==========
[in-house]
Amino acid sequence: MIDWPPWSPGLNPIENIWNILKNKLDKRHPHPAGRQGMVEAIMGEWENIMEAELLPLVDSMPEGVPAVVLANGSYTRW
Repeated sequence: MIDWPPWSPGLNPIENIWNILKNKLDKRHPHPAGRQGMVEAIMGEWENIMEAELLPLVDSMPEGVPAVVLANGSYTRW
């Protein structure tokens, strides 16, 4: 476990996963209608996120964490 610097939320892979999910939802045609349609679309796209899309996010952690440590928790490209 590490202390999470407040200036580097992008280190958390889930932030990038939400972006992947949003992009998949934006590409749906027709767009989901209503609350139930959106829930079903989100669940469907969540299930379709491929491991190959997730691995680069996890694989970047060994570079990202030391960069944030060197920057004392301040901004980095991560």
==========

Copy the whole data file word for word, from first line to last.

[in-house]
Amino acid sequence: MIDWPPWSPGLNPIENIWNILKNKLDKRHPHPAGRQGMVEAIMGEWENIMEAELLPLVDSMPEGVPAVVLANGSYTRW
Repeated sequence: MIDWPPWSPGLNPIENIWNILKNKLDKRHPHPAGRQGMVEAIMGEWENIMEAELLPLVDSMPEGVPAVVLANGSYTRW
């Protein structure tokens, strides 16, 4: 476990996963209608996120964490 610097939320892979999910939802045609349609679309796209899309996010952690440590928790490209 590490202390999470407040200036580097992008280190958390889930932030990038939400972006992947949003992009998949934006590409749906027709767009989901209503609350139930959106829930079903989100669940469907969540299930379709491929491991190959997730691995680069996890694989970047060994570079990202030391960069944030060197920057004392301040901004980095991560």